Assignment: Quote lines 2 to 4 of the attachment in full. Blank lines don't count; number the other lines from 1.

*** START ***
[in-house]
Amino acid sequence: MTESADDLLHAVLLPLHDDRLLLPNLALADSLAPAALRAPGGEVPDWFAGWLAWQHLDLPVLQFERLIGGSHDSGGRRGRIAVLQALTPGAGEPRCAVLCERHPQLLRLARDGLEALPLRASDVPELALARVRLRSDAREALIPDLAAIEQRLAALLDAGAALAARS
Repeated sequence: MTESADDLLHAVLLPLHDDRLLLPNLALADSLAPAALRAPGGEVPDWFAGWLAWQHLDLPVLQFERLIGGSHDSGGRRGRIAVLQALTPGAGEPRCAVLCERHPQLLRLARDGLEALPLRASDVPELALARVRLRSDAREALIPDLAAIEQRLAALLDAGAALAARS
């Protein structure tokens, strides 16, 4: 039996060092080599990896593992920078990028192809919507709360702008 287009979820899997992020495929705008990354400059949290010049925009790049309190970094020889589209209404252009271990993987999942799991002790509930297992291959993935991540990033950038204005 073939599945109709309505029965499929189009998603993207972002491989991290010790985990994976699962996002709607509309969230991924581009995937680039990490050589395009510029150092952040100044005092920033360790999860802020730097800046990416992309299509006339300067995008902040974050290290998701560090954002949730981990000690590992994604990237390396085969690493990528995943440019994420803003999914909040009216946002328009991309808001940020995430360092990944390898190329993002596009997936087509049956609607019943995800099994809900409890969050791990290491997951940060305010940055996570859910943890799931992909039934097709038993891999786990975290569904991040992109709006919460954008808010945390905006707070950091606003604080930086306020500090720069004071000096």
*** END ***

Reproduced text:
Amino acid sequence: MTESADDLLHAVLLPLHDDRLLLPNLALADSLAPAALRAPGGEVPDWFAGWLAWQHLDLPVLQFERLIGGSHDSGGRRGRIAVLQALTPGAGEPRCAVLCERHPQLLRLARDGLEALPLRASDVPELALARVRLRSDAREALIPDLAAIEQRLAALLDAGAALAARS
Repeated sequence: MTESADDLLHAVLLPLHDDRLLLPNLALADSLAPAALRAPGGEVPDWFAGWLAWQHLDLPVLQFERLIGGSHDSGGRRGRIAVLQALTPGAGEPRCAVLCERHPQLLRLARDGLEALPLRASDVPELALARVRLRSDAREALIPDLAAIEQRLAALLDAGAALAARS
């Protein structure tokens, strides 16, 4: 039996060092080599990896593992920078990028192809919507709360702008 287009979820899997992020495929705008990354400059949290010049925009790049309190970094020889589209209404252009271990993987999942799991002790509930297992291959993935991540990033950038204005 073939599945109709309505029965499929189009998603993207972002491989991290010790985990994976699962996002709607509309969230991924581009995937680039990490050589395009510029150092952040100044005092920033360790999860802020730097800046990416992309299509006339300067995008902040974050290290998701560090954002949730981990000690590992994604990237390396085969690493990528995943440019994420803003999914909040009216946002328009991309808001940020995430360092990944390898190329993002596009997936087509049956609607019943995800099994809900409890969050791990290491997951940060305010940055996570859910943890799931992909039934097709038993891999786990975290569904991040992109709006919460954008808010945390905006707070950091606003604080930086306020500090720069004071000096």